Resist Terror: A Memorial: There have been so many public places transformed into impromptu memorials for the dead over the last couple years--the site of the original Branch Davidian compound in Waco, the South Carolina lake where Susan Smith drowned her two little boys, the rubble from the blasted federal building in Oklahoma City. Americans hate to say goodbye, so we seek to create something that will prolong the process. Texas artist and poet Brian Carlson and the superb Denton-based classical guitarist Carlo Pezzimenti have collaborated on a performance piece in tribute to the victims of the Oklahoma City bombing, but it serves as a larger lament for the media-chronicled tragedies of our time. Entitled "Resist Terror: A Memorial," it's a long poem for four readers with music by Pezzimenti. The performance kicks off at 7:30 p.m. in Paperbacks Plus, 6115 La Vista. It's free, but all donations benefit the Oklahoma City survivors. For more information call 827-4860.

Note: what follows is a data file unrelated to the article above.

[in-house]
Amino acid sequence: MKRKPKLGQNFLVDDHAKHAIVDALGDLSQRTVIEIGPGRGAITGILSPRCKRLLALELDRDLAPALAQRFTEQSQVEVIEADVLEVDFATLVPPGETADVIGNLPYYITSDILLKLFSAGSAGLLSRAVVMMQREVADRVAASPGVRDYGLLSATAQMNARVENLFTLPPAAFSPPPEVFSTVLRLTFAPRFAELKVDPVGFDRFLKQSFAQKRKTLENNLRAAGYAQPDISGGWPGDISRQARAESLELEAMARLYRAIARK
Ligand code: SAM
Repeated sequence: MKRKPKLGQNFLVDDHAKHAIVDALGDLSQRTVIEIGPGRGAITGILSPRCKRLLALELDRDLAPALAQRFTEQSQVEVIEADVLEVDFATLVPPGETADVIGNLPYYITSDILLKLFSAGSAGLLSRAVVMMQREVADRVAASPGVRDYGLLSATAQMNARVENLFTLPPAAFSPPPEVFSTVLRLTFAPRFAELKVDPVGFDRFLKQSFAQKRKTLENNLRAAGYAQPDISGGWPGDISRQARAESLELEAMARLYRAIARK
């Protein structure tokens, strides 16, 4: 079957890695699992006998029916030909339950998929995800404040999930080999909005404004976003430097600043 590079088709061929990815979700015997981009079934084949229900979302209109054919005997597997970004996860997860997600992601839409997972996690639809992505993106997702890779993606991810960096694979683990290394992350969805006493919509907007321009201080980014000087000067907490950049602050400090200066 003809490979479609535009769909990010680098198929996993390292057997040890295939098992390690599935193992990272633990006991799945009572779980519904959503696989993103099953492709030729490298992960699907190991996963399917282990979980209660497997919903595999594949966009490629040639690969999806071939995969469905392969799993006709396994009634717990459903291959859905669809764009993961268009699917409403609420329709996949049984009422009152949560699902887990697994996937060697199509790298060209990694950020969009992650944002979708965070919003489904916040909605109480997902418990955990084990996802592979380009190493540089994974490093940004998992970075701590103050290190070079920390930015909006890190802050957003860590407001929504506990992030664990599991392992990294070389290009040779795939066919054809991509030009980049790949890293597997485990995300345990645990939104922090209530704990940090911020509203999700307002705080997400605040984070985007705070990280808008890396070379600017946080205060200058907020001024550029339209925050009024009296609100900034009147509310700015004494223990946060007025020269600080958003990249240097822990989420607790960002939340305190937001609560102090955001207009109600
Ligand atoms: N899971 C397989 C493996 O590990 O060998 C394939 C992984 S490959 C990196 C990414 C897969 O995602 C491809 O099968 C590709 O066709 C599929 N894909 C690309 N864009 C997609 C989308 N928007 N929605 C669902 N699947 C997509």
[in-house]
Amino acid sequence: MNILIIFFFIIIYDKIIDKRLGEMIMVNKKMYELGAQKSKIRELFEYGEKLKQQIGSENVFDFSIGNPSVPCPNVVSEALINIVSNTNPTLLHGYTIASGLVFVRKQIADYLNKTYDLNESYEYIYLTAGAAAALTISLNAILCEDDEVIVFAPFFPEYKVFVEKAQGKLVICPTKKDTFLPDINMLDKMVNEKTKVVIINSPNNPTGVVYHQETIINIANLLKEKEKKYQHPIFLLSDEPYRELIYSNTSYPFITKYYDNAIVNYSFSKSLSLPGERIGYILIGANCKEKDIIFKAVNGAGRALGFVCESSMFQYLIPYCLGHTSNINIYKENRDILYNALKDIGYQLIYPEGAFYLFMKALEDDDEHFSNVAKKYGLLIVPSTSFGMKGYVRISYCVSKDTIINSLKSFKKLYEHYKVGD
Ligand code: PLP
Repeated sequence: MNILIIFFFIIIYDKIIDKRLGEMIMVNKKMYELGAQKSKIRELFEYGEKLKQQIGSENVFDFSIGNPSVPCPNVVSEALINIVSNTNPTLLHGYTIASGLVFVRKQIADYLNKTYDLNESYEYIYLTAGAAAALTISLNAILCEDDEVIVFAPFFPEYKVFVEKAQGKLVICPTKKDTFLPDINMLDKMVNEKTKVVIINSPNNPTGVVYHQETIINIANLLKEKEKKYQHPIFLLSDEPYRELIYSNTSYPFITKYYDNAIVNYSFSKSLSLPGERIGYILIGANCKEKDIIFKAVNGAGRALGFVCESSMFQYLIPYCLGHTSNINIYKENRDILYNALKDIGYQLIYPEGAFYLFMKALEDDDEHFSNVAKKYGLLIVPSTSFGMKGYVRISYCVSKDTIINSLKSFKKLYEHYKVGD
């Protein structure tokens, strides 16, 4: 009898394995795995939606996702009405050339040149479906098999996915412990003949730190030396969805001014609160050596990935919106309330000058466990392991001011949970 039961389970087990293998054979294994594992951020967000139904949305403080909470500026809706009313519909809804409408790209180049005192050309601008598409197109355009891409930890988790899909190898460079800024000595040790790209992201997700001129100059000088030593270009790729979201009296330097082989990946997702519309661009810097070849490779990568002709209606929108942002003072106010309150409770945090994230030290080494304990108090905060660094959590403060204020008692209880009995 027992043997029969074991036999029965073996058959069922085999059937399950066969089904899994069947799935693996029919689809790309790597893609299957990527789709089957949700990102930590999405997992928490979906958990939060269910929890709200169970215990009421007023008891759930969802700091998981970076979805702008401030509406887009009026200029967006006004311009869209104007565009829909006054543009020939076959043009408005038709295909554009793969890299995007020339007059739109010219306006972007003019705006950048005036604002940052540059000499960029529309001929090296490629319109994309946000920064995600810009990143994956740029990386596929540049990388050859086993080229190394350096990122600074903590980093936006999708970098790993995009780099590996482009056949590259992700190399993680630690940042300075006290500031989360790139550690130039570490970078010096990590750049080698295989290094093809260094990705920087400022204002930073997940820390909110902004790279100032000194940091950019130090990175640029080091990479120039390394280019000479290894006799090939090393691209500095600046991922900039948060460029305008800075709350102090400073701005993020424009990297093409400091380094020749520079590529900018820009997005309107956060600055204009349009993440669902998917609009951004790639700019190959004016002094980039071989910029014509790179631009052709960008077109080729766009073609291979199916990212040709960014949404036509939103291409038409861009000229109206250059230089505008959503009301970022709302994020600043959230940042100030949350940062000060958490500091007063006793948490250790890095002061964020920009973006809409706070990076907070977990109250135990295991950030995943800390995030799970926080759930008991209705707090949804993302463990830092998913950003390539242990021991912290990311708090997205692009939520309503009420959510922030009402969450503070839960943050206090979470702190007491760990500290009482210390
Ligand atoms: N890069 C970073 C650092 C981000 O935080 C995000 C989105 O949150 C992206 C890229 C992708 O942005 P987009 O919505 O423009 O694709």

Bob Clampett Tribute: The Dallas Museum of Art's Third Annual Summer Animation Festival continues with a Sunday tribute to the often overlooked third light in the great American trilogy of non-Disney animators--Tex Avery, Chuck Jones, and Bob Clampett. Clampett's work for the Warner Brothers studio had a gentle, loopy spirit to it, his Bugs and Daffy adventures proceeding at a pace so even-tempered that they are, at their least inspired, a bit lethargic, especially compared to the sheer body-twisting adrenaline of Avery and the slapstick ballet of Jones. Clampett was a craftsman who never kept as many balls in the air as his legendary brethren, but the best stuff bears his unmistakable stamp of big-hearted affection. On July 29, a program of award-winning international cartoons is screened. Both shows kick off at 2 p.m. in the Dallas Museum of Art, 1717 N. Harwood. Tickets are $4 for each show. For info call 922-1200.